Protection of Conscience Project
Protection of Conscience Project
Service, not Servitude

Service, not Servitude

Pluralism, Religion and Public Policy

National Post (Canada), October 6, 2002

An address delivered at the McGill University conference on Pluralism, Religion and Public Policy.
Reproduced with permission.

Preston Manning *

People of faith - and there are millions of such people in Canada - need guidelines on how to bring faith perspectives to bear on public policy in a winsome rather than an offensive way. And public policy makers in our pluralistic society - many of whom regard faith perspectives with suspicion if not outright hostility - need to learn how to incorporate such perspectives into their deliberations rather than exclude them.

These are two propositions which I hope to lay before this week's Conference on Pluralism, Religion, and Public Policy in Montreal, sponsored by McGill University's Faculty of Religious Studies and the Centre for Cultural Renewal.

Why even spend time on "religion and public policy" some of my skeptical secular friends will ask. Because, while organized religion may be in decline and disrepute, the "spiritual dimension of life" is not. For millions of Canadians, "things spiritual" - including many of the core elements of historic Christianity - continue to occupy a significant place in their personal lives and therefore should not be excluded from public policy considerations.

Almost ten years ago, "The Religion Poll" conducted by Angus Reid and published by Maclean's magazine found that eight out of ten Canadians affirmed their belief in God, and that two thirds of all adults subscribed to the basic tenant of Christianity, the death and resurrection of Jesus.

Almost one third of the adult population claimed to pray daily and more than half to read the Bible or other religious literature at least occasionally. A similar poll conducted eighteen months ago by Ipsos-Reid and the Globe and Mail found that 67% of Canadians said their religious faith was "very important" to their day-to-day lives, and that seven in ten Canadians agreed that through the life, death and resurrection of Jesus, God provided a way for the forgiveness of their sins.

But why is it then that our media and political elites - who often adjust their own attitudes and behavior in response to public opinion - generally reject faith perspectives as either irrelevant or contrary to the public good? Why would as pragmatic and poll driven a politician as Jean Chretien insist that the name of Jesus was not to be mentioned at the memorial service for victims of the Swiss Air disaster, or that the memorial service for the victims of September 11th was not to include prayer or scripture readings?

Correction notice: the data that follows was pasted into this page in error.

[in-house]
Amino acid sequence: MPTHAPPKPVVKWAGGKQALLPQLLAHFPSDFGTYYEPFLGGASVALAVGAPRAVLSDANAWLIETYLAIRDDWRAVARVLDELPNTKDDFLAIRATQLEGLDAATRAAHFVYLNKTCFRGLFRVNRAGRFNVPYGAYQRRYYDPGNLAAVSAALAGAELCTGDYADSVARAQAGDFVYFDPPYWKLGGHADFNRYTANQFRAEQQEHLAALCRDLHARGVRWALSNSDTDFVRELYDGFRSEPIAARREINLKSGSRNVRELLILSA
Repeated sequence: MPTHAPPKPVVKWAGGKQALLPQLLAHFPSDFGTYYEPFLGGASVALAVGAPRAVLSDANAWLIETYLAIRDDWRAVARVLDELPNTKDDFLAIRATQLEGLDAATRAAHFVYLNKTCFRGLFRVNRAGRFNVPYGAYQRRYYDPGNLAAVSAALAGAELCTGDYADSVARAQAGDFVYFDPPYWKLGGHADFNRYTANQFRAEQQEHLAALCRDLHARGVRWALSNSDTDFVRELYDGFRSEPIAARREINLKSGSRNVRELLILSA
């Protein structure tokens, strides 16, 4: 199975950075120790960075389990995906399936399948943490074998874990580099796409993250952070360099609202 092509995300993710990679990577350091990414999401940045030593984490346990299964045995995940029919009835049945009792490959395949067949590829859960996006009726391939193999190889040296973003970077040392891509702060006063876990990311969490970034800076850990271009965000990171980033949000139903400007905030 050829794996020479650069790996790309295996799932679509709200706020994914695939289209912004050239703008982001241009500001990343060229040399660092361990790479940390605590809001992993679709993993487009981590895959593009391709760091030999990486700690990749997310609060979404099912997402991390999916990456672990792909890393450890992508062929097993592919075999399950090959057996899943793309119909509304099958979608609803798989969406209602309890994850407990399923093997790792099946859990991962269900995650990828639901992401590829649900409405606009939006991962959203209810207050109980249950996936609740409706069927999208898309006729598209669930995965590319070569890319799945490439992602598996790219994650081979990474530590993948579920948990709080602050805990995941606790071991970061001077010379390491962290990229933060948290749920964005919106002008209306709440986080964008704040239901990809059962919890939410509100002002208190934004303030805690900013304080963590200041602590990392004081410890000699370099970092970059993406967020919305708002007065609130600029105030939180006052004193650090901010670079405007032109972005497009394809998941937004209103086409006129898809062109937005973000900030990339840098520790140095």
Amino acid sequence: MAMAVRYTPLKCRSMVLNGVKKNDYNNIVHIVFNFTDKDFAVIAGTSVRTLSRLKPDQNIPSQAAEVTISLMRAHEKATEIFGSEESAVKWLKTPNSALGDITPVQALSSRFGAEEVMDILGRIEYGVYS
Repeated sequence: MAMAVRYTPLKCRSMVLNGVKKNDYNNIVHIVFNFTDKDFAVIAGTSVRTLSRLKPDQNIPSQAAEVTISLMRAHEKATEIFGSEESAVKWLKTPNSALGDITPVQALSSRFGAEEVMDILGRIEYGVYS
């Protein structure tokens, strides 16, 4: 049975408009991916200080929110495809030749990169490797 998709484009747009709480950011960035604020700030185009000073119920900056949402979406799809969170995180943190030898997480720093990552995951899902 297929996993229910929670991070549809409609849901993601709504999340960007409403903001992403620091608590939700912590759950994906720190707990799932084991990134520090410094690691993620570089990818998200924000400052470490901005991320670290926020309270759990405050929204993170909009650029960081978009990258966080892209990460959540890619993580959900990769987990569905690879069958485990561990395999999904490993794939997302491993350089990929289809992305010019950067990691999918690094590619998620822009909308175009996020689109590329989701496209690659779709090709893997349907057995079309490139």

Sadly, perhaps one reason is that during the latter half of the twentieth century many people in politics and the media have "lost" their own personal faith and are therefore uncomfortable with expressions of faith by others who have retained or discovered faith during that same period.

Secondly, we don't seem to know how to handle expressions of faith or spirituality in the public policy arena, so the simplest thing to do is exclude them. We have largely abandoned the idea that there is "objective truth" in the spiritual area, and therefore have no way of picking between the bewildering variety of religious opinions clamoring for recognition. The simplest way out for the public policy maker is to pay lip service to the significance of all and to pay serious attention to none.

I was on a television talk show recently when the head of the Canadian Humanist Society called in to propose that representatives of faith communities be excluded from the discussion of the ethics of assisted human reproduction because they couldn't agree with each other. But, as a former member of the Commons Health Committee, I recall that there was also profound disagreement among scientists themselves, and among secular ethicists, on this controversial subject. Yet no one would dare suggest that scientists or ethicists be excluded from the discussion of this issue simply because they were not in agreement.

Canada has unofficially adopted the American doctrine of the separation of church and state with which I agree. But keeping the institutions of the state separate from the institutions of faith communities surely cannot mean excluding spiritual considerations - the role of religious teaching, faith based morality, love, forgiveness - from the public square.

There is a third reason, however, why faith perspectives are often not welcome in the political and public policy arena. And this is something which people of faith must address and correct themselves.

When advocates of faith based positions - particularly on such controversial issues as war and peace or human reproduction - convey the impression that they would force their positions on the rest of the population if only they had sufficient power and influence to do so - is it any wonder that the rest of the population is reluctant to grant them standing and influence?

When Jesus first sent his small group of followers out into their community to conduct "public ministry", he commanded them to be "wise as serpents and harmless as doves". People of faith are not to communicate their faith foolishly or dangerously but wisely and without threatening coercion or harm to others. I am hoping that the McGill Conference this week will provide us with insights and guidelines on how to do this more effectively.